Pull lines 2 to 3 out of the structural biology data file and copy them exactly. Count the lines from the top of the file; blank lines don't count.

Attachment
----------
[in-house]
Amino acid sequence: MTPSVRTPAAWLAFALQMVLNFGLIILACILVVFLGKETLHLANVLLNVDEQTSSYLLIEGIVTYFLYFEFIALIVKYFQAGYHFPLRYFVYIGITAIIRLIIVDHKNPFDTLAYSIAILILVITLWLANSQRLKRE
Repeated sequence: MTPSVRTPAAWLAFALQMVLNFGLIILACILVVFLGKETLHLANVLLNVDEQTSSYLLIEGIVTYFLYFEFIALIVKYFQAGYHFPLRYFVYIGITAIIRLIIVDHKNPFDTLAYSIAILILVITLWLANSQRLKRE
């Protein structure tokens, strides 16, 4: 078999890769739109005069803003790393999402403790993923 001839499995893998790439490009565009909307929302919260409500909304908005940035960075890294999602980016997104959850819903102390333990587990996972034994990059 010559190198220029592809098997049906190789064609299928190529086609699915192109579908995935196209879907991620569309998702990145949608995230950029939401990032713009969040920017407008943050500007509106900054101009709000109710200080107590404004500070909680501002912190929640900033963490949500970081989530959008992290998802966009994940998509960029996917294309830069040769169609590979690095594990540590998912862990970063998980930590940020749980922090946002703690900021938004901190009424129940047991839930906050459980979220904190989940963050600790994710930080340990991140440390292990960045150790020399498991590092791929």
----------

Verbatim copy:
Amino acid sequence: MTPSVRTPAAWLAFALQMVLNFGLIILACILVVFLGKETLHLANVLLNVDEQTSSYLLIEGIVTYFLYFEFIALIVKYFQAGYHFPLRYFVYIGITAIIRLIIVDHKNPFDTLAYSIAILILVITLWLANSQRLKRE
Repeated sequence: MTPSVRTPAAWLAFALQMVLNFGLIILACILVVFLGKETLHLANVLLNVDEQTSSYLLIEGIVTYFLYFEFIALIVKYFQAGYHFPLRYFVYIGITAIIRLIIVDHKNPFDTLAYSIAILILVITLWLANSQRLKRE